If he had waited…but he couldn’t. He was by nature restless, always keen to start preparing for the next trip, the next mountain, the next experience. Steve tasted adventure and the extremes of endurance early. On leaving school, he travelled with his friend Kevin across some of the most dangerous parts of South America, plunging down rivers in a dug-out canoe with a live pig strapped inside, existing on good-will, humour, bananas and the occasional Mars Bar. I had taken a different route and plunged into the world of local news with my first job as a reporter on the Honiton and Ottery News.

On his way home from South America, Steve called in to see me at the newspaper office. We went for a surreal walk up the High Street, me in my meek work clothes, him carrying a huge green rucksack which towered over his back. His skin was burned a deep brown and he had a beard. Still only 19, Steve looked like a man of ten or more years older. He wanted to know what I had been doing while he was away.

Being interested in others, not putting himself first, sharing what he owned were all facets of Steve’s greatness, his energetic spirit that drew people to him. Wherever we went, and we shared many adventures in our twenty year friendship, we honoured humour, honesty and a strong desire to be happy doing what we most loved.

On my desk is a postcard of the Musee Du Louvre with a message dated February 1999. That year we had decided as a spontaneous valentine to meet in Paris, each travelling from different places. The thrill of connection motivated us to live a little more vividly every time we met, and on that Paris trip we were elated as we renewed our vows, not to each other (there were often complications around that) but to life itself.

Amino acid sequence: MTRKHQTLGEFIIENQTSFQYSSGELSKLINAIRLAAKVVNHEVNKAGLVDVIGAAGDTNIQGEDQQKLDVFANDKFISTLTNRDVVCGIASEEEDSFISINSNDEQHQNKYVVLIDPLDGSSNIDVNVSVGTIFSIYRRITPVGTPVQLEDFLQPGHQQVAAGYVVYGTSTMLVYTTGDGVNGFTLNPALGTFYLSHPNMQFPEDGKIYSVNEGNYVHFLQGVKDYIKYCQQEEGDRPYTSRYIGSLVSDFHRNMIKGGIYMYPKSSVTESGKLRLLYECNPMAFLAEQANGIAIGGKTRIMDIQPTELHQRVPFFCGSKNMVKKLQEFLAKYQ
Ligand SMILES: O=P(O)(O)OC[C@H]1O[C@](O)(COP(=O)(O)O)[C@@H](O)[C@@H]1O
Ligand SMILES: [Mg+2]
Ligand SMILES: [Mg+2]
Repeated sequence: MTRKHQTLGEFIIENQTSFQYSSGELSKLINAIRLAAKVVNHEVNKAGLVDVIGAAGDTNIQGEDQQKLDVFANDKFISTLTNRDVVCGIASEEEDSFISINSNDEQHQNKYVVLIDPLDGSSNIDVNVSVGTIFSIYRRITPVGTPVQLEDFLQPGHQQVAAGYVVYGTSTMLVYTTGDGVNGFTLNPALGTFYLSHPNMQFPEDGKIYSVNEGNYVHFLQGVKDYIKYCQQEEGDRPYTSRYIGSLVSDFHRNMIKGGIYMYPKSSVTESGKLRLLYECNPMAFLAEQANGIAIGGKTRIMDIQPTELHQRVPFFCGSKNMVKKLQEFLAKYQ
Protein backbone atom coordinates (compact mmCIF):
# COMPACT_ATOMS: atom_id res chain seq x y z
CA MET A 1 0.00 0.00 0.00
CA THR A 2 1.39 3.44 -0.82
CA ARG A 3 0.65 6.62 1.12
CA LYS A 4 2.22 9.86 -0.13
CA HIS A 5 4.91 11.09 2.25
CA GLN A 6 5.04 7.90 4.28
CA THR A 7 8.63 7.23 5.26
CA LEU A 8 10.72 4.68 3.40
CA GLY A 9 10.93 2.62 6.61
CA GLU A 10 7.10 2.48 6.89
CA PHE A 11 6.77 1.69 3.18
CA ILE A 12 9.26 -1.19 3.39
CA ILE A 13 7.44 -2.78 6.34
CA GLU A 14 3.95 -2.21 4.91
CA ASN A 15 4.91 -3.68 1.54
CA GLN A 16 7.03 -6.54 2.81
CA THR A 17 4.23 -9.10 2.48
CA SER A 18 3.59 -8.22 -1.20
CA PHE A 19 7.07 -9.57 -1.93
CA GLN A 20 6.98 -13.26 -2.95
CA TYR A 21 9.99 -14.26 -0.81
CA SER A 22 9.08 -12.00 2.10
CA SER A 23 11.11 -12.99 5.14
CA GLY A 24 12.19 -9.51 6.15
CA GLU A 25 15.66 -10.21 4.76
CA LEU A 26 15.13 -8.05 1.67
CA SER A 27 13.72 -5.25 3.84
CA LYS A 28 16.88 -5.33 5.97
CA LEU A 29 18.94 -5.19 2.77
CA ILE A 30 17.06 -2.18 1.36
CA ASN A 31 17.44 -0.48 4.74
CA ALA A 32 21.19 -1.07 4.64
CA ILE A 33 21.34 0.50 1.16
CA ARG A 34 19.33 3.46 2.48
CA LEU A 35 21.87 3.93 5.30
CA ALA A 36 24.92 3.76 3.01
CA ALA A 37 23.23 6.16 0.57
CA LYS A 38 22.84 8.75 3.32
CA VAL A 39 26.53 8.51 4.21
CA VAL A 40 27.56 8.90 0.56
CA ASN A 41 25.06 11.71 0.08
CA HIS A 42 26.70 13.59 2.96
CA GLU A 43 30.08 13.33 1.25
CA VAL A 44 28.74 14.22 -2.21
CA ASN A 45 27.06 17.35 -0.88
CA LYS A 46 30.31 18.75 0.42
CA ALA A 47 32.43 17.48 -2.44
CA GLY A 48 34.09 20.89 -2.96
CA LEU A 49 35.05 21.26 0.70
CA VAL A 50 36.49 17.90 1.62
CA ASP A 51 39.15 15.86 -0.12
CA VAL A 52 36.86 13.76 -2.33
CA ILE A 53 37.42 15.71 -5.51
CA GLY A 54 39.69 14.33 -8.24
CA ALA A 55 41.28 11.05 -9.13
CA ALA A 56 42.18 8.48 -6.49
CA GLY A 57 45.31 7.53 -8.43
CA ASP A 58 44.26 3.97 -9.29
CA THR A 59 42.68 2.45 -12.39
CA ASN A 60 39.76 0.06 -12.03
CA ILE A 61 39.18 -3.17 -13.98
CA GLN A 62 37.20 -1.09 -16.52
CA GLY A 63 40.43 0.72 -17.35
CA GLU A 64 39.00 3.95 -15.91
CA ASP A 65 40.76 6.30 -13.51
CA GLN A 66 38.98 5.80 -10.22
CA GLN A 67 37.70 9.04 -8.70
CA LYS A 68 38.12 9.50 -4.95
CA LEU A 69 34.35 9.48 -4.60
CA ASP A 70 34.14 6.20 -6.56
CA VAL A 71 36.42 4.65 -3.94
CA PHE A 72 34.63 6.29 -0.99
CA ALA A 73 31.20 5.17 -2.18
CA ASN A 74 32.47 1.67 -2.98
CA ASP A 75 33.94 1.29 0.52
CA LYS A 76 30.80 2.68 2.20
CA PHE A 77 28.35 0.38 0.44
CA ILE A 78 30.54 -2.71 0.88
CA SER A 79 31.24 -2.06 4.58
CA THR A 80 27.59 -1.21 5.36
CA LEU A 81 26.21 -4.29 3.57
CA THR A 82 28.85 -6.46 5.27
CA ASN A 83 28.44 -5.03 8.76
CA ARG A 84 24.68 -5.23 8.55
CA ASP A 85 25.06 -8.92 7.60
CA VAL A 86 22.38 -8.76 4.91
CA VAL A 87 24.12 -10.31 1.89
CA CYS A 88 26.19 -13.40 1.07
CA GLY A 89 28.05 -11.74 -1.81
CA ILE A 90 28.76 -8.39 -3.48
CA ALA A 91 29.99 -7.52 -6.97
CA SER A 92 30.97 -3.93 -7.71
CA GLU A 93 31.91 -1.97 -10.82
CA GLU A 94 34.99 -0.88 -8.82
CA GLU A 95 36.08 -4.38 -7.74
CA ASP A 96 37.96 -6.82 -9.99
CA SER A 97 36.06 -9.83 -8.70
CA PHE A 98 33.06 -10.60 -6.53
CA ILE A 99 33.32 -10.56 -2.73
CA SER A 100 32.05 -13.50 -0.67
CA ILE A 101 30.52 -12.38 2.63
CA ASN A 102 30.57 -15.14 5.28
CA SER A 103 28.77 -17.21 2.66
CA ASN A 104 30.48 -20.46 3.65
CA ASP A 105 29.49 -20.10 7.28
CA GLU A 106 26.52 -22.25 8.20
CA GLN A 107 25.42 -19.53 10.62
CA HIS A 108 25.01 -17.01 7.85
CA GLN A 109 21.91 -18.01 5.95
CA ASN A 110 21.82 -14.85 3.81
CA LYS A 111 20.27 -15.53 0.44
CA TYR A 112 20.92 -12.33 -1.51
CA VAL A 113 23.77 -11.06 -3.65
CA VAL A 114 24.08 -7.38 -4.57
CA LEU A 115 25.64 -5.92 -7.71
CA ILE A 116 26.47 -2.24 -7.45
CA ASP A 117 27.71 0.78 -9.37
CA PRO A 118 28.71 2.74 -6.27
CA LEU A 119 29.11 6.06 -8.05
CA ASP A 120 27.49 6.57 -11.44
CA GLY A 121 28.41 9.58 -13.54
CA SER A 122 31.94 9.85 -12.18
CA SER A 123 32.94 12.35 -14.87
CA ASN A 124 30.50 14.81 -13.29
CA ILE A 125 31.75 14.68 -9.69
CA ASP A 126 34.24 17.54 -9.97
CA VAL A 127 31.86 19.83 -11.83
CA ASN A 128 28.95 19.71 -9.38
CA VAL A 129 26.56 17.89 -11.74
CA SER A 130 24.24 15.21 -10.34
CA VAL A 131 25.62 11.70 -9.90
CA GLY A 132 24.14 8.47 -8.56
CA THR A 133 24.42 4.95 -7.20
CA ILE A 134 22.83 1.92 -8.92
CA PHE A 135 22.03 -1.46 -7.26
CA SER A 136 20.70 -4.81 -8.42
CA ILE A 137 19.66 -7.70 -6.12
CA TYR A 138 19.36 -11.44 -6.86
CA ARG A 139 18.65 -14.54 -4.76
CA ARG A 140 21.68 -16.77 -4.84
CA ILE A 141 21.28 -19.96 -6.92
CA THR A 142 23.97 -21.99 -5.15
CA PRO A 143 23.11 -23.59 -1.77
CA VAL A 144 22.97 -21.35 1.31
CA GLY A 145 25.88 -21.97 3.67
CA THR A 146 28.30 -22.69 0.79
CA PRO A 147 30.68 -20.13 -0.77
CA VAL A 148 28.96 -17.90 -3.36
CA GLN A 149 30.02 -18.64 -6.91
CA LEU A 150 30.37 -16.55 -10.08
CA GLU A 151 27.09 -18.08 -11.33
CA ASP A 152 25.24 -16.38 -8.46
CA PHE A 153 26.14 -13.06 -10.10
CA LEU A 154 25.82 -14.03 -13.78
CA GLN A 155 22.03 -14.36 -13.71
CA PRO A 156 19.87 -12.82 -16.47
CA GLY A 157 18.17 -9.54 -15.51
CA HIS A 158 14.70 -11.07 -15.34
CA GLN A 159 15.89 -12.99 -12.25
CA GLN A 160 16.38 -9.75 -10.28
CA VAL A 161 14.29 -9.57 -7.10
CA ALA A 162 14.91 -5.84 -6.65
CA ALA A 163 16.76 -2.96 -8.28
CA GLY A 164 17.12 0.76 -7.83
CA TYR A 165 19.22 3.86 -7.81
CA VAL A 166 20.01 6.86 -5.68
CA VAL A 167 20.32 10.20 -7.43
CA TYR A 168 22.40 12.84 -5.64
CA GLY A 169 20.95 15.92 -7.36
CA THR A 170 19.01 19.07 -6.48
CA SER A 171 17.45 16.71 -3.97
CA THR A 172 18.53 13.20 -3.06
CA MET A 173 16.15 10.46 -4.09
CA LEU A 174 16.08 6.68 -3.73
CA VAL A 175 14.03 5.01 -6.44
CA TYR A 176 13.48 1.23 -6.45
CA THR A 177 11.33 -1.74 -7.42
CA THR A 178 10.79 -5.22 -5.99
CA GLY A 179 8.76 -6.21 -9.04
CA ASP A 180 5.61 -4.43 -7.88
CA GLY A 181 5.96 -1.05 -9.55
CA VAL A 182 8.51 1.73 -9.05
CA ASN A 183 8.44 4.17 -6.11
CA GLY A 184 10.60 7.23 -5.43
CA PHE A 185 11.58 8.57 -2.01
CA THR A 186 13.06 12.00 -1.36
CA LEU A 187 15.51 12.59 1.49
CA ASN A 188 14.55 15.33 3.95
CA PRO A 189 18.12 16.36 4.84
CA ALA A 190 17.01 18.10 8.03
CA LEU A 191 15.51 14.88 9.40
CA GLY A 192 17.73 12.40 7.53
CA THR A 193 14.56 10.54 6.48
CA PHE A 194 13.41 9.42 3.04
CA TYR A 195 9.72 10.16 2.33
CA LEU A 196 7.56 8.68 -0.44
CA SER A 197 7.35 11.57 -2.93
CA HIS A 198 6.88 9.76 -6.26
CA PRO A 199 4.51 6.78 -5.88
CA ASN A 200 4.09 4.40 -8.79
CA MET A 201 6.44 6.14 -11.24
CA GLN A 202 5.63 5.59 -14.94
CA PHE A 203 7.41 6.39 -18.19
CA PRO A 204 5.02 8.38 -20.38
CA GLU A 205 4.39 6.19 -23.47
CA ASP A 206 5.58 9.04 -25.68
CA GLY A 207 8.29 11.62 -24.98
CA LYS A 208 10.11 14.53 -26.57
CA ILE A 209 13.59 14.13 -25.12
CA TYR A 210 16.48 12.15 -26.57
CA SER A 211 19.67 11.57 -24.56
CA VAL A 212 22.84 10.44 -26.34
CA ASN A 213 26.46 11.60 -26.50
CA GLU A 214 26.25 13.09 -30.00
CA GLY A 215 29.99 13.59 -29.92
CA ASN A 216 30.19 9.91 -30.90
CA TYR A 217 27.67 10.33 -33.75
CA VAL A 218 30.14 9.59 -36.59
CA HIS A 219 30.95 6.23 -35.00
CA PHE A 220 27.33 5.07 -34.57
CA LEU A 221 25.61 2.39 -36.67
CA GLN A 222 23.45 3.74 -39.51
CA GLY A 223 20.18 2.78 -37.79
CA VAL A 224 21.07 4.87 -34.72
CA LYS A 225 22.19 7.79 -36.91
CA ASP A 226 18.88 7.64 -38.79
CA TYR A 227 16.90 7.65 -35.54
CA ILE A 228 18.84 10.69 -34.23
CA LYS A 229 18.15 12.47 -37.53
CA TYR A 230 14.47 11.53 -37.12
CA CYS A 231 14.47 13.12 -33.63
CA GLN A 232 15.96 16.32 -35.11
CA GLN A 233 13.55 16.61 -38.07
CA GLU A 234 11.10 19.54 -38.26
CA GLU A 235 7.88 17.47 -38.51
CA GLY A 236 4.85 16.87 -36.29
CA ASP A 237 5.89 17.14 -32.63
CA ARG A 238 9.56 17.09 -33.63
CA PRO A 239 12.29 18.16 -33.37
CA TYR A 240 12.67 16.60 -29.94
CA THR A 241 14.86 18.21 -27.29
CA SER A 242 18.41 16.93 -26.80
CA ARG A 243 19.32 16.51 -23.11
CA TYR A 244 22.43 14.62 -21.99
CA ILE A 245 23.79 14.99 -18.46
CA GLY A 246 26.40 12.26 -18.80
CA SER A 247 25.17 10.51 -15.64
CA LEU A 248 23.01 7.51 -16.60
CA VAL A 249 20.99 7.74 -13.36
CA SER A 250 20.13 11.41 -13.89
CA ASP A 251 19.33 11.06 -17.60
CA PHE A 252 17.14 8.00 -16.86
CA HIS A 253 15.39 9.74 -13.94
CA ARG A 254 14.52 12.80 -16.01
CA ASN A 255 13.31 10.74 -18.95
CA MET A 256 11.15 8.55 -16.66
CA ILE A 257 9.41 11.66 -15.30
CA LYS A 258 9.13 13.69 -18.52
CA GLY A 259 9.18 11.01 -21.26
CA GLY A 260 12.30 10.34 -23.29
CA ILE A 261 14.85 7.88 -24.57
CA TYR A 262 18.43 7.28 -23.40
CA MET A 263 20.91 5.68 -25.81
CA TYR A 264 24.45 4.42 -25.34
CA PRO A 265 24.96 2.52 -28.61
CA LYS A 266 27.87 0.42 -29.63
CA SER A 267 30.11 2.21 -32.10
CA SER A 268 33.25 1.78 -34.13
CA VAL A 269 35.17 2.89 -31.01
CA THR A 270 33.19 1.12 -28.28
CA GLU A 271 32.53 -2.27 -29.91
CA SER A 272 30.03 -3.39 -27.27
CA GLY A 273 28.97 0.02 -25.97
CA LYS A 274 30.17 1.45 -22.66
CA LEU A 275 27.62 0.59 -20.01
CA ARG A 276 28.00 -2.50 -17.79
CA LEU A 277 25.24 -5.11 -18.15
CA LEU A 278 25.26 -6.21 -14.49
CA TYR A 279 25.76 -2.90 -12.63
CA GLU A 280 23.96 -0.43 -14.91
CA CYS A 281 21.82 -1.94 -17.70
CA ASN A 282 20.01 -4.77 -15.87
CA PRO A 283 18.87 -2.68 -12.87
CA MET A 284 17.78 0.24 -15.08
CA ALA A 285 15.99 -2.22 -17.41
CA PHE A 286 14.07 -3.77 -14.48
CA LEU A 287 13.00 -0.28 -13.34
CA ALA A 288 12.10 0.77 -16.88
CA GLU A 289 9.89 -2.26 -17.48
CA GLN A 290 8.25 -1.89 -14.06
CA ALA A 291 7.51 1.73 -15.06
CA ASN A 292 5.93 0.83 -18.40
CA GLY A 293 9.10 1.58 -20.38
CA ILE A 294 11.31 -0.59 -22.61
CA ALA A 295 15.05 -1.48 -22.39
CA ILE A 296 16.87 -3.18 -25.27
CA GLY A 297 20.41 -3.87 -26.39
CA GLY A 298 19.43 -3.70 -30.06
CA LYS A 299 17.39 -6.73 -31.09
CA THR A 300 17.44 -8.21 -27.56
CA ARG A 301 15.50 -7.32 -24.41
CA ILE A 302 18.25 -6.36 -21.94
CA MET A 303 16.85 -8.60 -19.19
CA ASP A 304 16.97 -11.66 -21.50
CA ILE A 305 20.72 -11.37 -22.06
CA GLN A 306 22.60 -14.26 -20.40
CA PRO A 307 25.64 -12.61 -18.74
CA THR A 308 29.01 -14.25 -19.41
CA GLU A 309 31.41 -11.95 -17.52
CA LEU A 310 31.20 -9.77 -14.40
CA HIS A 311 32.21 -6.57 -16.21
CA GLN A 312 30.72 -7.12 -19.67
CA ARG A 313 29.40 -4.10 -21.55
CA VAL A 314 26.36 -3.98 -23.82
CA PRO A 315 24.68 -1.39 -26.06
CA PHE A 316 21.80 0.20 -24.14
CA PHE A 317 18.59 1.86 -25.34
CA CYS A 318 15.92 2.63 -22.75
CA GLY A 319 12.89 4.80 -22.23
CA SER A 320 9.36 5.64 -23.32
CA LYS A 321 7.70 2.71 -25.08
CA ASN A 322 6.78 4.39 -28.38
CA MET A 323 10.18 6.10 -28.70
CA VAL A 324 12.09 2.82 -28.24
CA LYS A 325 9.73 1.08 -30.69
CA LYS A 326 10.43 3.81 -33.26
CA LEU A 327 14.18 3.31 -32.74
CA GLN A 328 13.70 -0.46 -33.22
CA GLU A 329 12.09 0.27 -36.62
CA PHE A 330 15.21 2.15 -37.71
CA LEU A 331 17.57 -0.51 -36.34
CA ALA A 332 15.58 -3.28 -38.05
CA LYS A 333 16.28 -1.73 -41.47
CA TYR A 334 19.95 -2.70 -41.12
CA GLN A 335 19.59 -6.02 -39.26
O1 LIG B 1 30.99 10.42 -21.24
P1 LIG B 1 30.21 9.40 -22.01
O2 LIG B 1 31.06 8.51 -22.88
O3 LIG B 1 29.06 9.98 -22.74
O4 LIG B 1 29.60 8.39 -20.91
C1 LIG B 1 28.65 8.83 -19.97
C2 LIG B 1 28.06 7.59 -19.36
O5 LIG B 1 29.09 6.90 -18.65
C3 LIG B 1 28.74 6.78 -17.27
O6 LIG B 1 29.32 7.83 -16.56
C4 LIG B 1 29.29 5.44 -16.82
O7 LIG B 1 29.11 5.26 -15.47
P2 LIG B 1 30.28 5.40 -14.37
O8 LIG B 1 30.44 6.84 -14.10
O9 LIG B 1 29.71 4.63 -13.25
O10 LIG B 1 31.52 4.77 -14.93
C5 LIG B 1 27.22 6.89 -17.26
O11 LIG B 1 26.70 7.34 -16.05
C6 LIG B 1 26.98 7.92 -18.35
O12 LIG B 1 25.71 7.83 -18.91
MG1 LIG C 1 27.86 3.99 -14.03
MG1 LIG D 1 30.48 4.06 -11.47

In his message, Steve’s hand-writing is bold, and slants across the postcard.

“Hoping our dreams will come true! Love Steve xx”

I notice he has underlined both our names. Ever generous, he wanted us both to achieve fulfilment, and it is achingly poignant that I have lived the questions of these past years without him as my travel companion.

When someone you love selects suicide, it carves a hole in your being. It breaks you into pieces, it slams you hard against the rock face of life. The pain is so bad you carry a rucksack of stones around, exhausting yourself with wondering whether there was something you could have done.

The last time I spoke to Steve, he cried. He couldn’t tell me what he was doing in the Psychiatric Unit in Aberdeen, only that he needed time before he could get out. He didn’t want me to visit. ‘I don’t want you to see me like this,’ he said and then he cried, long, silent tears. I stayed on the phone, listening to the sound of the swing doors opening and closing on the hospital corridor.

I should have ignored him and gone to the hospital anyway. But I also know that my unannounced visit might not have saved him. Nothing could have saved Steve except a new question that kept him curious about life. I wonder what questions Steve might have had on the day he took his life. I wonder whether he noticed the irony of preparing ropes to end his life in the crown of a beech tree, the same ropes that had saved his life many times in his work as a tree surgeon. I wonder whether he hesitated before he put the rope around his neck, whether at that moment he heard birdsong, or voices or noticed the clarity of sky and remembered that winter weekend in Paris.

Living the questions requires you to meet whatever life offers, and to understand that there might never be answers. We all must live the question of our being, and it is hard, it is challenging , it is tough, and it is beautiful, it is joyful and it is the life within us all.

Steve and Kevin after South America

Finding our way home

12 08 2018

Girl on horse

I’d so love to own this painting, an oil pastel by Rachel Ricketts, because it reminds me of my own Summer 11 when I discovered home on the back of a horse. I didn’t particularly mind which horse I rode at the time, although I felt most comfortable on a Chestnut part-Arab pony who could fly us across the lanes and through the woods and sometimes over jumps. Being in the stables, grooming the horses or simply breathing along with them, I felt at home.